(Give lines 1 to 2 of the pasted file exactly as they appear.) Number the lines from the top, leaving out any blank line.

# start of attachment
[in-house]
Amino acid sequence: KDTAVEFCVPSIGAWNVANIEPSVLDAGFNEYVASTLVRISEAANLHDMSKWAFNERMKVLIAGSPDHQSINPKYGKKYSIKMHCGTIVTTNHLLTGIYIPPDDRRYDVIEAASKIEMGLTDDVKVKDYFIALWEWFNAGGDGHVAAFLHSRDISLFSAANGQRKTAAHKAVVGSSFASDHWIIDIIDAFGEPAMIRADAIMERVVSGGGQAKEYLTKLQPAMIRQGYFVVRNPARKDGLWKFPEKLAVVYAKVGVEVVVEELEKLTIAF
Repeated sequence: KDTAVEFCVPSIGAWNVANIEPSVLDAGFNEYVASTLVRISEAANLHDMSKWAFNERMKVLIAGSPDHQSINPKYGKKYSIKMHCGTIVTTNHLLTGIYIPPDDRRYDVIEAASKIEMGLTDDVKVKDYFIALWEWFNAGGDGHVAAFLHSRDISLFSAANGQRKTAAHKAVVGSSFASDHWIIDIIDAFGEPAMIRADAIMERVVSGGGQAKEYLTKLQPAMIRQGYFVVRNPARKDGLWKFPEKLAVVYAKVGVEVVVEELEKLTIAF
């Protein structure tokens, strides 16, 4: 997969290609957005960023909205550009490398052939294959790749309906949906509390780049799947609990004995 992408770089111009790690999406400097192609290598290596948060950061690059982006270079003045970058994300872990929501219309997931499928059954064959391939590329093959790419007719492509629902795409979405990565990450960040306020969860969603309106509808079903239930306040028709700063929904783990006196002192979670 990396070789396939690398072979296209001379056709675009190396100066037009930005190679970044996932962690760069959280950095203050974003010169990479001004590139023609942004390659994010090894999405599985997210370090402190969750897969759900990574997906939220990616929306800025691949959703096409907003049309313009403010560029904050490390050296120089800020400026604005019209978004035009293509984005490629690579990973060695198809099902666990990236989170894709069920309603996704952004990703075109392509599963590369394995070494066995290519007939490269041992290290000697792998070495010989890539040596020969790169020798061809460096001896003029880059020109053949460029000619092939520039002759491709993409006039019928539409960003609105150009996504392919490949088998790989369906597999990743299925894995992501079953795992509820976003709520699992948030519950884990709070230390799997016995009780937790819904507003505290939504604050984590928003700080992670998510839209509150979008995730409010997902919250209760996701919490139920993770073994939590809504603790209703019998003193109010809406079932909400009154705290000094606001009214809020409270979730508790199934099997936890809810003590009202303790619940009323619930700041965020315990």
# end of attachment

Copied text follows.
[in-house]
Amino acid sequence: KDTAVEFCVPSIGAWNVANIEPSVLDAGFNEYVASTLVRISEAANLHDMSKWAFNERMKVLIAGSPDHQSINPKYGKKYSIKMHCGTIVTTNHLLTGIYIPPDDRRYDVIEAASKIEMGLTDDVKVKDYFIALWEWFNAGGDGHVAAFLHSRDISLFSAANGQRKTAAHKAVVGSSFASDHWIIDIIDAFGEPAMIRADAIMERVVSGGGQAKEYLTKLQPAMIRQGYFVVRNPARKDGLWKFPEKLAVVYAKVGVEVVVEELEKLTIAF